İrem GÖL -TDO- According the Al Jazeera, Lebanese financial prosecutor ordered the detention of the head of monetary operation at the central bank, Mazen Hamdan. This has been the first move against an official at the institution since the currency crisis started last summer. 1$ is exchanged with 4,200 Lebanese pounds in the black market. Together with the devaluation, the country also suffers from an acute dollar shortage due to fallen remittances, corruption and unsustainable fiscal policies.
The Lebanese pound has been decreasing since last August. In the late April, it lost 12% of its value in a single day leading to nationwide street protests and riots. The government blamed the central bank for causing the devaluation by failing to inject dollars into the market to stabilise the currency. The Prime Minister Diab also alleged the central bank governor may be trying to intentionally hurt the currency.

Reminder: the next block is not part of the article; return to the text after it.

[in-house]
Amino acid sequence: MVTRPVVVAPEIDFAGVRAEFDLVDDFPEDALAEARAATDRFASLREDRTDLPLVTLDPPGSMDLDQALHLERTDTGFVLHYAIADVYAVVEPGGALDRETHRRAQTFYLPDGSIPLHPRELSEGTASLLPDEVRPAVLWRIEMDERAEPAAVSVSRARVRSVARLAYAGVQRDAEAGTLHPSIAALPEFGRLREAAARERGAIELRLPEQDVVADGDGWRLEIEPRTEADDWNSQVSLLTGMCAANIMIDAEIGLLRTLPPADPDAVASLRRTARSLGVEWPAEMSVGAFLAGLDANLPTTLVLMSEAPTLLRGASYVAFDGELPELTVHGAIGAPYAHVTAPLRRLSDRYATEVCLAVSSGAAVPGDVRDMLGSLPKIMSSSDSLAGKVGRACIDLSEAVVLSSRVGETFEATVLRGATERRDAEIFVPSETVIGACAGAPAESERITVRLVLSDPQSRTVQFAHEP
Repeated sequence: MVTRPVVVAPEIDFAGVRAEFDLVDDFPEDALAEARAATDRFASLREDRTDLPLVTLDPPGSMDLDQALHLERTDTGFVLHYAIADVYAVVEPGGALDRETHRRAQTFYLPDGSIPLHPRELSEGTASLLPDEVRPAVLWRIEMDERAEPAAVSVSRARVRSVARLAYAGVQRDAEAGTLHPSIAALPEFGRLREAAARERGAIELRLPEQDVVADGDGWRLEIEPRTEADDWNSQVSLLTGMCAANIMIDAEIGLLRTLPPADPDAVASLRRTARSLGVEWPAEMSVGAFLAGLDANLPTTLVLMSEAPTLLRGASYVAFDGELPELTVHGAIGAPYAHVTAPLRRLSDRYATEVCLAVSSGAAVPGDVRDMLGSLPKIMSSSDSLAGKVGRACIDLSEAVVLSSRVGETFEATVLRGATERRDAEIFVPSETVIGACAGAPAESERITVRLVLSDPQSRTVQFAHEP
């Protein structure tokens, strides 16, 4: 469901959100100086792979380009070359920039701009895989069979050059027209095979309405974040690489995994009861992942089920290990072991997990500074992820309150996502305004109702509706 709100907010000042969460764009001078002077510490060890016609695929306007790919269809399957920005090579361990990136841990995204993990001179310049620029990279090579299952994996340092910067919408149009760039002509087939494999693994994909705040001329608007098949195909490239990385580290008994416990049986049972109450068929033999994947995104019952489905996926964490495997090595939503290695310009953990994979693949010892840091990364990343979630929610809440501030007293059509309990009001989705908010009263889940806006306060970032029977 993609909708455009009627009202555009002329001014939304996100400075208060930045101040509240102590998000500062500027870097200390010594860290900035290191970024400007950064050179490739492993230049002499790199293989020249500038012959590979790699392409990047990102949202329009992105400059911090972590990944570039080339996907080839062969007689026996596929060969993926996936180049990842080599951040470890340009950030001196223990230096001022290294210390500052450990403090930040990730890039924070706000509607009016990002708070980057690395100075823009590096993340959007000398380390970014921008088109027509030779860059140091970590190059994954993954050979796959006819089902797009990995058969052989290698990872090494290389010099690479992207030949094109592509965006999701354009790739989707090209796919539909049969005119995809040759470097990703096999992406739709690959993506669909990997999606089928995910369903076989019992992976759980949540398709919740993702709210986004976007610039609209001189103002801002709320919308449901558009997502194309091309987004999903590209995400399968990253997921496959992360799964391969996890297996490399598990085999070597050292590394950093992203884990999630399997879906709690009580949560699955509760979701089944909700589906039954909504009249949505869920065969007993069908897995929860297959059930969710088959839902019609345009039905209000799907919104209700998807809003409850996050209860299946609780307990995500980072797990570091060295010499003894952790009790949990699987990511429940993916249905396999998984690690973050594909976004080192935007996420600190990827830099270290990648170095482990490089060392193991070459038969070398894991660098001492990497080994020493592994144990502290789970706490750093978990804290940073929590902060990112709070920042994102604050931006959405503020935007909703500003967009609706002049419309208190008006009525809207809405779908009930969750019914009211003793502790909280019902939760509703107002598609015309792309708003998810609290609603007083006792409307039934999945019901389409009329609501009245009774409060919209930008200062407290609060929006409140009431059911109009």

The former economy minister and central bank vice-governor Nasser Saidi said: “Depreciation results from the central bank financing budget deficit by printing money, unsustainable fiscal and debt policies, deep recession and nothing to anchor Lebanese Pound expectations.” Dan Azzi, an economic analyst and former CEO of Standard Charterer Bank of Lebanon told: “While there have been some instances of currency manipulation, which is not expected when the currency peg falls apart after 22 years, the Lebanese pound is dropping primarily because there isn’t sufficient dollars being pumped by the central bank or coming from overseas to lift it.”